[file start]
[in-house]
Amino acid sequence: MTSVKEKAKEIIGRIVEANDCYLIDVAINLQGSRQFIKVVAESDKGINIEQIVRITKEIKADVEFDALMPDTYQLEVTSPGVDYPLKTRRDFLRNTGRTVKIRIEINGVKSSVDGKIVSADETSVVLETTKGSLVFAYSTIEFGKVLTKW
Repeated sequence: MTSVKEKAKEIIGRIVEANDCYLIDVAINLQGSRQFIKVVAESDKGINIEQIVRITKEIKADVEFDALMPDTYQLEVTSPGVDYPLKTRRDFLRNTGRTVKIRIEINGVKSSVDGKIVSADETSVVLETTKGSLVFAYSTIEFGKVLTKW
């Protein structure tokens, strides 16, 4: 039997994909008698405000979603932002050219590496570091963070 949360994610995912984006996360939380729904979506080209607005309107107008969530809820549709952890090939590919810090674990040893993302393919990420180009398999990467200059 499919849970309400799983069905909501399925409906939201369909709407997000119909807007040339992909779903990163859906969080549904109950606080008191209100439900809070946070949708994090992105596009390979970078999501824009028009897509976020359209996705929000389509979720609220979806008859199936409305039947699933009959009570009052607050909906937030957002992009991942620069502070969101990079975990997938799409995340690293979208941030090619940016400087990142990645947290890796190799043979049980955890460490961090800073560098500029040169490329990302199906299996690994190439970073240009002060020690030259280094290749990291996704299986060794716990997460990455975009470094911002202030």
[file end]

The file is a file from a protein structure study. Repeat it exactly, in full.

[in-house]
Amino acid sequence: MTSVKEKAKEIIGRIVEANDCYLIDVAINLQGSRQFIKVVAESDKGINIEQIVRITKEIKADVEFDALMPDTYQLEVTSPGVDYPLKTRRDFLRNTGRTVKIRIEINGVKSSVDGKIVSADETSVVLETTKGSLVFAYSTIEFGKVLTKW
Repeated sequence: MTSVKEKAKEIIGRIVEANDCYLIDVAINLQGSRQFIKVVAESDKGINIEQIVRITKEIKADVEFDALMPDTYQLEVTSPGVDYPLKTRRDFLRNTGRTVKIRIEINGVKSSVDGKIVSADETSVVLETTKGSLVFAYSTIEFGKVLTKW
């Protein structure tokens, strides 16, 4: 039997994909008698405000979603932002050219590496570091963070 949360994610995912984006996360939380729904979506080209607005309107107008969530809820549709952890090939590919810090674990040893993302393919990420180009398999990467200059 499919849970309400799983069905909501399925409906939201369909709407997000119909807007040339992909779903990163859906969080549904109950606080008191209100439900809070946070949708994090992105596009390979970078999501824009028009897509976020359209996705929000389509979720609220979806008859199936409305039947699933009959009570009052607050909906937030957002992009991942620069502070969101990079975990997938799409995340690293979208941030090619940016400087990142990645947290890796190799043979049980955890460490961090800073560098500029040169490329990302199906299996690994190439970073240009002060020690030259280094290749990291996704299986060794716990997460990455975009470094911002202030």